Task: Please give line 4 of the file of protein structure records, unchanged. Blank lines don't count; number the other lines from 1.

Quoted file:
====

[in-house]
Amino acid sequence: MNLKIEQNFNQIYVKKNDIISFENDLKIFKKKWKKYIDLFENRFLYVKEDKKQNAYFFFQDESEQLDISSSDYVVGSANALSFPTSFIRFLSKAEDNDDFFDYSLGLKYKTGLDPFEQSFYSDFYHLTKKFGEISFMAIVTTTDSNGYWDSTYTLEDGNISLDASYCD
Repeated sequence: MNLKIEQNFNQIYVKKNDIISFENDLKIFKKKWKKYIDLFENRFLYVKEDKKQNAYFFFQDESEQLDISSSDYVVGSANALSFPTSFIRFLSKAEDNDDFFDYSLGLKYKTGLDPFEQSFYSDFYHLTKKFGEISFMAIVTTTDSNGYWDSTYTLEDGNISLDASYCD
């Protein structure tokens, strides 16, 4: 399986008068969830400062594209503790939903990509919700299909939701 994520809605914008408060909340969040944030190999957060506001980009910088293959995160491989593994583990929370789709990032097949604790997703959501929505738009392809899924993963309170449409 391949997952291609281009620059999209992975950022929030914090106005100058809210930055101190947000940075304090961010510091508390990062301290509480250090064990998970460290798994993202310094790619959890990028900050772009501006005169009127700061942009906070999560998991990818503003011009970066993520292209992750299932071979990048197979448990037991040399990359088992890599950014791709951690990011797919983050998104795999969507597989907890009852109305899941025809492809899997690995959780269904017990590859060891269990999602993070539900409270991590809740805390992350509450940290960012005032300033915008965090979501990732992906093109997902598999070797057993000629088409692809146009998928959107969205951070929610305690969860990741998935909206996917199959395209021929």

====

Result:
């Protein structure tokens, strides 16, 4: 399986008068969830400062594209503790939903990509919700299909939701 994520809605914008408060909340969040944030190999957060506001980009910088293959995160491989593994583990929370789709990032097949604790997703959501929505738009392809899924993963309170449409 391949997952291609281009620059999209992975950022929030914090106005100058809210930055101190947000940075304090961010510091508390990062301290509480250090064990998970460290798994993202310094790619959890990028900050772009501006005169009127700061942009906070999560998991990818503003011009970066993520292209992750299932071979990048197979448990037991040399990359088992890599950014791709951690990011797919983050998104795999969507597989907890009852109305899941025809492809899997690995959780269904017990590859060891269990999602993070539900409270991590809740805390992350509450940290960012005032300033915008965090979501990732992906093109997902598999070797057993000629088409692809146009998928959107969205951070929610305690969860990741998935909206996917199959395209021929």